New Global, Orthodox Identity for United Methodists Surprises Many

Besides the American Baptist Church (liberal northern counterpart to Southern Baptists), only United Methodism among the “seven sisters” of mainline Protestantism has officially retained Christian teaching that sex is exclusively for husband and wife.

United Methodists have openly debated sex since 1972, when the General Conference, responding to ambiguous language on sexuality proposed by a church agency, added to the church’s Social Principles that homosexual practice is “incompatible with Christian teaching.” It also stipulated that “sex between a man and a woman is to be clearly affirmed only in the marriage bond.”

 

The late Richard Neuhaus once recalled that in the 1970s it was widely expected among religious cognoscenti that United Methodism would be the first of America’s historically liberal Mainline Protestant denominations to abandon traditional Christian sexual ethics. After all, it was the largest and most Americanized of mainline churches, and it wasn’t protected by strong traditions of liturgy or ecclesiology. Its experiential theology often seemed muddled.

When Neuhaus shared that recollection in 2005, the Episcopal Church and United Church of Christ had already surrendered. The Evangelical Lutheran Church in America, Presbyterian Church (USA), and the Christian Church (Disciples of Christ) were on their way. Besides the American Baptist Church (liberal northern counterpart to Southern Baptists), only United Methodism among the “seven sisters” of mainline Protestantism has officially retained Christian teaching that sex is exclusively for husband and wife.

That teaching was stunningly reaffirmed this week at United Methodism’s governing General Conference, specially called to adjudicate the church’s teachings about sex. Stunning at least to the U.S. bishops and other American church elites who’ve long assumed that United Methodism would remain attached to the liberal Protestant project that captured mainline denominations early in the last century. It also stunned secular observers, many of whom assumed that all “mainstream” churches (i.e. not evangelical or fundamentalist) had long ago aligned with American secular culture on sex.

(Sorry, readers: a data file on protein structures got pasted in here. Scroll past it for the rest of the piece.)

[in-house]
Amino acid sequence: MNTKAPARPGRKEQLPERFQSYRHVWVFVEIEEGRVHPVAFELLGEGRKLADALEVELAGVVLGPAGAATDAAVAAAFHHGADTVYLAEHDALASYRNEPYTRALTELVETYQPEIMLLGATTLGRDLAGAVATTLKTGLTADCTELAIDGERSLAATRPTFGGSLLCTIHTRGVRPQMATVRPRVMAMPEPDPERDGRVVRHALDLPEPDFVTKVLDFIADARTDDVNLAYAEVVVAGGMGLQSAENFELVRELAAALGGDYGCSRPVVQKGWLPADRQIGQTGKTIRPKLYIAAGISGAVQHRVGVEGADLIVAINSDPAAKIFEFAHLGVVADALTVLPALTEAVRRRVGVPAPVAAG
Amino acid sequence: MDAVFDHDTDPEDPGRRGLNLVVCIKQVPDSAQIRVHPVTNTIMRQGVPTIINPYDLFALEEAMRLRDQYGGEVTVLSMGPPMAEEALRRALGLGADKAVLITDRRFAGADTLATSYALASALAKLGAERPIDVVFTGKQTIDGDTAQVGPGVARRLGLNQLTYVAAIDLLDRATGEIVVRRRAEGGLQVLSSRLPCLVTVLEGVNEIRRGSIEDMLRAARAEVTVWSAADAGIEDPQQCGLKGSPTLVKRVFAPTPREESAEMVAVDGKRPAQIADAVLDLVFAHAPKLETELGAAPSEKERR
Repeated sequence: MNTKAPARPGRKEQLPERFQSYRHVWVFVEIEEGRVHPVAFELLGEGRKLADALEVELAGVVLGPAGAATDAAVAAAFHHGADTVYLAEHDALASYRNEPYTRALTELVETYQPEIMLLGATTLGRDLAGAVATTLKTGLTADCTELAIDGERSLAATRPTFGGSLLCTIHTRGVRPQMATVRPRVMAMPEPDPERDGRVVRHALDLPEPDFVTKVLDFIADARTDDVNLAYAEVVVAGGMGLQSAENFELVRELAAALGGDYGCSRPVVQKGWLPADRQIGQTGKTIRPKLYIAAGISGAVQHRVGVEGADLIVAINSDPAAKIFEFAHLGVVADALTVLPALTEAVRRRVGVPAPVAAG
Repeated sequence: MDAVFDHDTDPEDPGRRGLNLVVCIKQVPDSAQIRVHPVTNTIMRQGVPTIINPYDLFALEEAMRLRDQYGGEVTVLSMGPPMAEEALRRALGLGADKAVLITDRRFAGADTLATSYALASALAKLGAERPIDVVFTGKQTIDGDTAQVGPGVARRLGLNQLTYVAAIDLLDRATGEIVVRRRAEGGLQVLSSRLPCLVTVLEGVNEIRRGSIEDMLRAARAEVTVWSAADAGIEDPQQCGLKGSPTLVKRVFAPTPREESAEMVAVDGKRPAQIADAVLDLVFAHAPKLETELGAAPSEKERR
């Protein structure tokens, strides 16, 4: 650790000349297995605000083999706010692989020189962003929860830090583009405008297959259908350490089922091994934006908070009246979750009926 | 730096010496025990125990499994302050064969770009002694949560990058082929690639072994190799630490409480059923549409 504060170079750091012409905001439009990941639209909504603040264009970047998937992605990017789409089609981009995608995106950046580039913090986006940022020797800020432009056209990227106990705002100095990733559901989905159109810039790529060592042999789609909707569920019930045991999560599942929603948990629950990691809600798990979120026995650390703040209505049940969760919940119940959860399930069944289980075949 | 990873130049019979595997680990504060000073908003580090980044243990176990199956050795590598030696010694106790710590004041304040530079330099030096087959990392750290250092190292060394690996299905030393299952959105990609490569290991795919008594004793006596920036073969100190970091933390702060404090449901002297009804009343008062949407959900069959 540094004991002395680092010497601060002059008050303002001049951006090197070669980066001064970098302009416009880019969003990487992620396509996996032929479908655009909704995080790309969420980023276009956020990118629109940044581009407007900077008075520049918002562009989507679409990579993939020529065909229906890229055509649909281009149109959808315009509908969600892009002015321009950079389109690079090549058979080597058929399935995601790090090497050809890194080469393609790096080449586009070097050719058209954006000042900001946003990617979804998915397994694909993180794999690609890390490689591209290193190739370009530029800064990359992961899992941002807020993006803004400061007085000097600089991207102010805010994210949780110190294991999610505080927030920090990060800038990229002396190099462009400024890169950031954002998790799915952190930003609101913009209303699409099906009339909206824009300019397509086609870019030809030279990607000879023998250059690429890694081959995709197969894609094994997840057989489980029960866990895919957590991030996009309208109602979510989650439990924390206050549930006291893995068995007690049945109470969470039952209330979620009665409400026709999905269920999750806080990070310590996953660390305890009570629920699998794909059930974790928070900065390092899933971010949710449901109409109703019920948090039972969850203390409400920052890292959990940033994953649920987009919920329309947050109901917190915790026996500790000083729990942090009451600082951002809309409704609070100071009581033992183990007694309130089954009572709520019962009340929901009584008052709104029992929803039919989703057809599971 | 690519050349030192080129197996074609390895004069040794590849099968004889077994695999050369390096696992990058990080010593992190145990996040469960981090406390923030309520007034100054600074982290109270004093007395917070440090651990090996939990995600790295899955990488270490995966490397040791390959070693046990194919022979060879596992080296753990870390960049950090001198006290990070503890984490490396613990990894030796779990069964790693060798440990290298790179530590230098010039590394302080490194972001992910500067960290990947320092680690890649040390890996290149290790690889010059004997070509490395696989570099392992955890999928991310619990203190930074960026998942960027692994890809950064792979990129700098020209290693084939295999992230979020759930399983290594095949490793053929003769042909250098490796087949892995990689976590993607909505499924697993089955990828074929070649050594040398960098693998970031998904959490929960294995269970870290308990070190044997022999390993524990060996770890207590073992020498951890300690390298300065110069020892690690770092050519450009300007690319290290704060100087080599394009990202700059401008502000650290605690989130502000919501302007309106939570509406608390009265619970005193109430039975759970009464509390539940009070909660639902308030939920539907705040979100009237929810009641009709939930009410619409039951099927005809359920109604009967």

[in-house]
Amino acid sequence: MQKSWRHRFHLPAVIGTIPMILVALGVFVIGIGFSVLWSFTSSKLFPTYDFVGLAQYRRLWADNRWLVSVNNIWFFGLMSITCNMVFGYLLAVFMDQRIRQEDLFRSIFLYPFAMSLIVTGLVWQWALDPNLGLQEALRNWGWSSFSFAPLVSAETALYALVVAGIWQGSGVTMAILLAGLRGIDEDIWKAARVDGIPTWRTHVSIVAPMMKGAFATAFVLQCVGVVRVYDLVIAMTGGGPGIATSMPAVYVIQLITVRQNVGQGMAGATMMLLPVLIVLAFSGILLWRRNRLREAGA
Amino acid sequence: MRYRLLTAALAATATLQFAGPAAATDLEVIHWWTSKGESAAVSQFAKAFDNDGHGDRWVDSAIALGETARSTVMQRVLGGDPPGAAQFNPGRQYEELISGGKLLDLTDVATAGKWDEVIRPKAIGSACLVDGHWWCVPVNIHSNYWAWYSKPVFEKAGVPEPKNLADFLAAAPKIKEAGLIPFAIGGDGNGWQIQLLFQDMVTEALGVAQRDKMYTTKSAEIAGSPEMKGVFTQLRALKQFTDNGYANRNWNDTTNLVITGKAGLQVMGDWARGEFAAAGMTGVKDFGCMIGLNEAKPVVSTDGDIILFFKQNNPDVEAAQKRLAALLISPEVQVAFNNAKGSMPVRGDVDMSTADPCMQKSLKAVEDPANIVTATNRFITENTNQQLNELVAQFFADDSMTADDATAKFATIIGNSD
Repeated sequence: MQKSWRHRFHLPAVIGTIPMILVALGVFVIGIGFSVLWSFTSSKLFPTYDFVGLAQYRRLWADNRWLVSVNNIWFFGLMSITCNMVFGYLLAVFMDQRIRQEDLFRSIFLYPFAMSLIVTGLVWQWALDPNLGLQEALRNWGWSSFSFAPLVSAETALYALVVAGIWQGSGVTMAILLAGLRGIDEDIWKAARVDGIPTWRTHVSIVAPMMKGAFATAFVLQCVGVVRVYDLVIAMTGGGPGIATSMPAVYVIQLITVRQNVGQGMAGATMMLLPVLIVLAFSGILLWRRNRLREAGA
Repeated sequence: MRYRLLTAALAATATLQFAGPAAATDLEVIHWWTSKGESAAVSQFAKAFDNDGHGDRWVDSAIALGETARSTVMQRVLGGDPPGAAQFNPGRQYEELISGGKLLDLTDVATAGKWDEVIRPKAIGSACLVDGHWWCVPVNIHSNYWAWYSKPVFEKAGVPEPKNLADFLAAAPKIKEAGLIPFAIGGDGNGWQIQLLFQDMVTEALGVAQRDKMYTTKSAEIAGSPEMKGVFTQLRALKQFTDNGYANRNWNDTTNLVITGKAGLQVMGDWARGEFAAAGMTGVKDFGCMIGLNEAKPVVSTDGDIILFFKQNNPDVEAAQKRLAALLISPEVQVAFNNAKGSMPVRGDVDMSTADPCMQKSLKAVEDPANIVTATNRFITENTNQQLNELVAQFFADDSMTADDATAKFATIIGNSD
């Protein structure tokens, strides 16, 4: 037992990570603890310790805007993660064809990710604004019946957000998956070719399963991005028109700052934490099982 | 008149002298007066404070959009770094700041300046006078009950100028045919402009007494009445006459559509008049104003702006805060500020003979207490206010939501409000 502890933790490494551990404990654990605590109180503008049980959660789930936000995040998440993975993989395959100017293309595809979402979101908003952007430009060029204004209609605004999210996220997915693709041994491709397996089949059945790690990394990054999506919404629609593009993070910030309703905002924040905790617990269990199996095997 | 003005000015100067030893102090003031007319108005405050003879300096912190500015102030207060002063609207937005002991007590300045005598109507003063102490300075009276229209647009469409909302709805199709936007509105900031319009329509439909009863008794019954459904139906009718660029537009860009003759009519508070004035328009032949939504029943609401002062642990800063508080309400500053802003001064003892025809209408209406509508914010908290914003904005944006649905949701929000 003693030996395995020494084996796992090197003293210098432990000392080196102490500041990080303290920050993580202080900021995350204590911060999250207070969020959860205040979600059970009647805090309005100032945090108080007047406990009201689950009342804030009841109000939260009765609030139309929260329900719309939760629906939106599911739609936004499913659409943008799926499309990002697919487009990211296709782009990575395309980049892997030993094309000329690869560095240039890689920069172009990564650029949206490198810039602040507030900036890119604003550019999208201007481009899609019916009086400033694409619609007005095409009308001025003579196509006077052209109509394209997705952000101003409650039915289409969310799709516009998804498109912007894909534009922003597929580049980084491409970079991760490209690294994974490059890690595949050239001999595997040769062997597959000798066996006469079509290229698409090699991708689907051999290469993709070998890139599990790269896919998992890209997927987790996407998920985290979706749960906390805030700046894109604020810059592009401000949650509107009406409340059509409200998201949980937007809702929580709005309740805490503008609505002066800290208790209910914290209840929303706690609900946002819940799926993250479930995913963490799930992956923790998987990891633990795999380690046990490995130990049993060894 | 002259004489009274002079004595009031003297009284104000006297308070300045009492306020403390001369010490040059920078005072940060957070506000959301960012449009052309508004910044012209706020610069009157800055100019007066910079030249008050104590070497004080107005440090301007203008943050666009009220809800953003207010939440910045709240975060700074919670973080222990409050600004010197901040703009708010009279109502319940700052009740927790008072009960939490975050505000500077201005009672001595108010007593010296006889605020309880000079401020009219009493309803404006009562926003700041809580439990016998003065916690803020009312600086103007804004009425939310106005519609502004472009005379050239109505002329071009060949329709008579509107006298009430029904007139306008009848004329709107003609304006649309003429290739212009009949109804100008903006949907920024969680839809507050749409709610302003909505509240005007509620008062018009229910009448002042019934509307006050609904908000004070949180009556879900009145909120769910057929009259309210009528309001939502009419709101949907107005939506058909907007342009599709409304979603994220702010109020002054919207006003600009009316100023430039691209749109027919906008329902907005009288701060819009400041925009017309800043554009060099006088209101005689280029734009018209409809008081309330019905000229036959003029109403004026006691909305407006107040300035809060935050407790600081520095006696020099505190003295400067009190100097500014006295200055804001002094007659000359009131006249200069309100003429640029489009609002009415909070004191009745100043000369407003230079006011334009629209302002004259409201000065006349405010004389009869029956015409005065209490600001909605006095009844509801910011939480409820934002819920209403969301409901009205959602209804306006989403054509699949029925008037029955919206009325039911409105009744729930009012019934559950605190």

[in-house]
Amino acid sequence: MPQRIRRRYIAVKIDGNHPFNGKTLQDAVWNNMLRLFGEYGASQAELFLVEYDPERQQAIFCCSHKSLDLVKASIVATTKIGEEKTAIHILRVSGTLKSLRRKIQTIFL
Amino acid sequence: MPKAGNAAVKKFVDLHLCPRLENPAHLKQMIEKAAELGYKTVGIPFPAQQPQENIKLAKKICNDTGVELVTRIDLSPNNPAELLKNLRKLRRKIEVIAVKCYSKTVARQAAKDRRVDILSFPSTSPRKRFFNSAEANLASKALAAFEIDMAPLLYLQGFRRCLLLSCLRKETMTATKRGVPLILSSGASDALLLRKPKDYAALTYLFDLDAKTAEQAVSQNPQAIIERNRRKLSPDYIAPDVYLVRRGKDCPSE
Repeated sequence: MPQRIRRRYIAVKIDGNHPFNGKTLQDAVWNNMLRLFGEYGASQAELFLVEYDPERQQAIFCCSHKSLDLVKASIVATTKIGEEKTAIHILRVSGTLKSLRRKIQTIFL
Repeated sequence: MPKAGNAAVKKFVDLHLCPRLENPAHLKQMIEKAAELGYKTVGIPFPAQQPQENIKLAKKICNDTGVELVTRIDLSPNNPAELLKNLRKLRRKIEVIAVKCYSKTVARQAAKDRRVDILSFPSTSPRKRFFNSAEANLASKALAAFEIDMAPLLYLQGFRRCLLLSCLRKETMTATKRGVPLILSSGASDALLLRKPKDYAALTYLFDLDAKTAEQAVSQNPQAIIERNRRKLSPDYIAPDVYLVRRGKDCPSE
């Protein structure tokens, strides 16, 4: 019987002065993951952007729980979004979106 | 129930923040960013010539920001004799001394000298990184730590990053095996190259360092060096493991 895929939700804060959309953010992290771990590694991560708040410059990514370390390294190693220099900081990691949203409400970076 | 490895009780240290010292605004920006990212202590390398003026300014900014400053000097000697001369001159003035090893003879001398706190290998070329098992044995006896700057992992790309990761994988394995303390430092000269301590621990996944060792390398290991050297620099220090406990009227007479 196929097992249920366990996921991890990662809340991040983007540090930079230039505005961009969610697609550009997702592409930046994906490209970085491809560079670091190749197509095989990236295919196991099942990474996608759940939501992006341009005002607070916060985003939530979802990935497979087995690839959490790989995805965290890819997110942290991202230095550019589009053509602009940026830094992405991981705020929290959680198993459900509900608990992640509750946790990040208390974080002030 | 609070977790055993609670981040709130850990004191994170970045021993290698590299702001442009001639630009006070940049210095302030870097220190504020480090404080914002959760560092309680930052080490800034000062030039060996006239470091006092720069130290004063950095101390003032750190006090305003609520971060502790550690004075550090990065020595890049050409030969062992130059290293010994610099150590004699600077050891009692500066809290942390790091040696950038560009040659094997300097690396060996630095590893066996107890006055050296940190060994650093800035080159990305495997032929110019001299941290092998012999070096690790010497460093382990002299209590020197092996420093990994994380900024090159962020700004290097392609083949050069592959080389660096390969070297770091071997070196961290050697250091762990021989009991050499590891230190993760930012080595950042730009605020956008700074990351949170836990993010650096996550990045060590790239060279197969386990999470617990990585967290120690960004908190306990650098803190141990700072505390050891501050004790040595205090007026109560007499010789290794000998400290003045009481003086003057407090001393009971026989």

History of the Debate

United Methodists have openly debated sex since 1972, when the General Conference, responding to ambiguous language on sexuality proposed by a church agency, added to the church’s Social Principles that homosexual practice is “incompatible with Christian teaching.” It also stipulated that “sex between a man and a woman is to be clearly affirmed only in the marriage bond.”

Over the decades subsequent General Conferences, which typically convene every four years, added that practicing homosexuals—along with other persons sexually active outside natural marriage—could not be ordained. And they banned clergy and churches from celebrating same-sex rites. Funding by church agencies to advocate for homosexual causes was also banned.

United Methodism, after a century as a liberal mainline Protestant denomination, is slowly emerging into a new identity that is global and orthodox.

These policies across years were sustained by evangelical delegates based on theological conviction and by institutionalist delegates for pragmatic and cultural reasons. Liberal activists—cheered by seminaries, church agencies, and many bishops—reasonably assumed that eventually they would prevail. After all, United Methodism was a progressive denomination, and wasn’t sexual liberation the inevitable next step?

Debate Today

And they would’ve been right, but for the rise of United Methodism in Africa, which exploded over the last 25 years to 5.3 million members, or about 43 percent of global United Methodist membership. U.S. membership has shrunk since the 1960s from 11 million to 6.8 million and loses nearly 100,000 annually. Meanwhile the African churches are gaining more than 100,000 annually. African United Methodists, who are uniformly conservative theologically, will outnumber U.S. church members in a decade or less. Churches in the Philippines and Eastern Europe, though much smaller than Africa, are also mostly conservative.

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